Way Art West delivered an incredible 90% new audience with its Strategic Touring project Track Change. This unprecedented success attracting difficult to reach communities to premier venues and festivals, challenges arts professionals following the Centre Stage report by the Andrew Lloyd Webber Foundation. Way Art West’s experience and conclusions are dealt with in another article on our site.

Most audiences, participants and artists involved live and work in Britain but were never catered for. Track Change worked with England’s Somali and South Asian Communities to bring top singers to Birmingham, Bristol, Leicester, Liverpool, London Manchester and Sheffield. Due to cuts in local funding several arts organisations could not stay involved; one of the most successful, the Drum in Birmingham closing in 2016. This means that data is incomplete. However data collected presents a consistent picture of an audience that is both local, and new, to the venue.

Fig. 1. Percentage new attenders Shreya Ghoshal

In the case of Shreya Ghoshal data collected shows a maximum distance travelled of 90 miles to the West and 70 miles to the east of the venue, Colston Hall. However the vast majority, 85%, came from BS postal codes. The legend at the bottom of Figure 1 refers to the number of attendances. One visit means that this event was the first recorded visit to the venue. A simple visual survey of the venue by Way Art West and confirmed by the venue CRM team shows that it was at least 90% South Asian. Comparing new audiences for other events at the hall shows arts primarily of interest to South Asian audiences delivers a far higher proportion of new audiences. Shreya Ghoshal delivered a 90% new audience; South Asian classical for example started with new audiences in the region of 60% and more ethnically diverse.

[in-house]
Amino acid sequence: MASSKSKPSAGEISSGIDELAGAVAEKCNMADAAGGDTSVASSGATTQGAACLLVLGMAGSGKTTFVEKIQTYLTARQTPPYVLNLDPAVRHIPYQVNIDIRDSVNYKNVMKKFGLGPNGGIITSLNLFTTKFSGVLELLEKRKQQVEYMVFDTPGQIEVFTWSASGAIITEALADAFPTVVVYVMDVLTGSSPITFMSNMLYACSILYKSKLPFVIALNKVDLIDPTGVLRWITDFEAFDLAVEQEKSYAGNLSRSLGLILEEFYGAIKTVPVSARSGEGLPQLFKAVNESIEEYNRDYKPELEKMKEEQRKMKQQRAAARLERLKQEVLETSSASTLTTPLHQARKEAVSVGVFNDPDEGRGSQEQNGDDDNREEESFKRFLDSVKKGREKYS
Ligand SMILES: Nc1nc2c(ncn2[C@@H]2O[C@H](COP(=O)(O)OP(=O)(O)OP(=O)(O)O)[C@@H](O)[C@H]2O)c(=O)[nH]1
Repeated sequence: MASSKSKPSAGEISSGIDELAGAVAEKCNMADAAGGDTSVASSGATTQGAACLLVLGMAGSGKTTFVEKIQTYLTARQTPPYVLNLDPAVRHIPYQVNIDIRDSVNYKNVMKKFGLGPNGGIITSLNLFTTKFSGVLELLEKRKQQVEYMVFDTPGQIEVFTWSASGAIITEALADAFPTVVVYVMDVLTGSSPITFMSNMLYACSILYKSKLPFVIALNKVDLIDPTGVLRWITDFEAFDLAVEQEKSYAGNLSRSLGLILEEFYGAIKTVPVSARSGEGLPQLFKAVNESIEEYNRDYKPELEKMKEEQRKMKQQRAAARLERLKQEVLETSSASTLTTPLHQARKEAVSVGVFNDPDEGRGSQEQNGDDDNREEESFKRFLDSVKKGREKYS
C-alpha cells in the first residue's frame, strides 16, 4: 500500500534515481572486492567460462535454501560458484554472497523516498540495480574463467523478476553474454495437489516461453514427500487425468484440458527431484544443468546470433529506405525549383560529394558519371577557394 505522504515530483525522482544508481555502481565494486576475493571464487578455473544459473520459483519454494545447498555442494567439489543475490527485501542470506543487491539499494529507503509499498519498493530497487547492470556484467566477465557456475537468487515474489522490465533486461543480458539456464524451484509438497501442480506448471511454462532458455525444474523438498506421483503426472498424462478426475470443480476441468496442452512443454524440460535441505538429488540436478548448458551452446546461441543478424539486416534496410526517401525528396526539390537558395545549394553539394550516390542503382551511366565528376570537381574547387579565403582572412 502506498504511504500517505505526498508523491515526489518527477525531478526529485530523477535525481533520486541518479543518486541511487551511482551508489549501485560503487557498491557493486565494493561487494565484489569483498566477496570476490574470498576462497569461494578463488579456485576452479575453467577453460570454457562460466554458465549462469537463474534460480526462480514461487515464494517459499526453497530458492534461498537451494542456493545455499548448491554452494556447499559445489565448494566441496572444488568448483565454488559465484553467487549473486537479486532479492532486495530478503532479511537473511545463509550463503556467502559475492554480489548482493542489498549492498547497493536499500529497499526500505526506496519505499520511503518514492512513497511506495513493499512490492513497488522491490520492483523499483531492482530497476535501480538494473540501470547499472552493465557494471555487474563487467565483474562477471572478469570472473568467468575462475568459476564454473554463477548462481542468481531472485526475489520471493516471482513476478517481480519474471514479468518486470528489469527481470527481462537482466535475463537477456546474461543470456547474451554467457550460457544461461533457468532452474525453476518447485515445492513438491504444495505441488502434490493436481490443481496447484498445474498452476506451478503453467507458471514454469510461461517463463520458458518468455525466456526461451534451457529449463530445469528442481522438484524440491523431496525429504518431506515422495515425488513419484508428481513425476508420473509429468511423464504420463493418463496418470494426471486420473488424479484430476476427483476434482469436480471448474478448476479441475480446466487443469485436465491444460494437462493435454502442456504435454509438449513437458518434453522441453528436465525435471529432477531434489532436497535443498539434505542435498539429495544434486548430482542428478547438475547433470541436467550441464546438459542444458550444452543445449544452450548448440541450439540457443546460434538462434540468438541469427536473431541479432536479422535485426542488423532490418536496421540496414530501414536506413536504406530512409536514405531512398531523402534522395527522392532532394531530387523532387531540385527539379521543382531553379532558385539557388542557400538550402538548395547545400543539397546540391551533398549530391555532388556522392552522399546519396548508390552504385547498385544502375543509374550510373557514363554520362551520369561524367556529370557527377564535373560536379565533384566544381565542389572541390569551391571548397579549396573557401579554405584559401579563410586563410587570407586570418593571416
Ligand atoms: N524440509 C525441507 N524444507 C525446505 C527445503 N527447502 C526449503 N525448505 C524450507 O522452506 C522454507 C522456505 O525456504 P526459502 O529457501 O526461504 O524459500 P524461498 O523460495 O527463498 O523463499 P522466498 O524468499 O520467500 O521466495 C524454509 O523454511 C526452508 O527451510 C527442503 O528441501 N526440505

Fig. 2. Percentage new attenders at Somali Stars

Similar, if slightly higher new audience figures we achieved for Somali music events. The largest data set was for the Somali Stars concert, from the sell out tour of 2015. Distance travelled was slightly less and the proportion of audiences from the BS postcodes was slightly lower at around 80%. Anecdotally this may be due to a reluctance to be recognised. The 93% new audiences for the Somali Stars was without precedent and probably the most successful audience development outcome ever achieved by the Strategic Touring fund of Arts Council England.

A subsequent tour of Somali artists to coincide with Eid in July 2016 saw a drop of of new attenders down to 64%, however this was due to 20% of the audience being retained from the previous Somali Stars tour – a very encouraging result and one that underlines the importance of continuing this investment.

Da’ud introduces Sahra Ilays to a packed Drum in Birmingham

Shreya wows capacity crowd in Manchester

The rationale behind Track Change’s approach to Strategic Touring is that it is the arts professionals not audiences that should be doing the work in audience development. Is it reasonable to expect communities with low engagement to give up their spare time and cash to visit an unfamiliar place to see something they know nothing about? Is it right that arts professionals remain in their familiar place with familiar art forms? Track Change suggests the answer is no; it should be paid arts professionals that leave comfort zones to engage on the communities’ terms and not visa versa.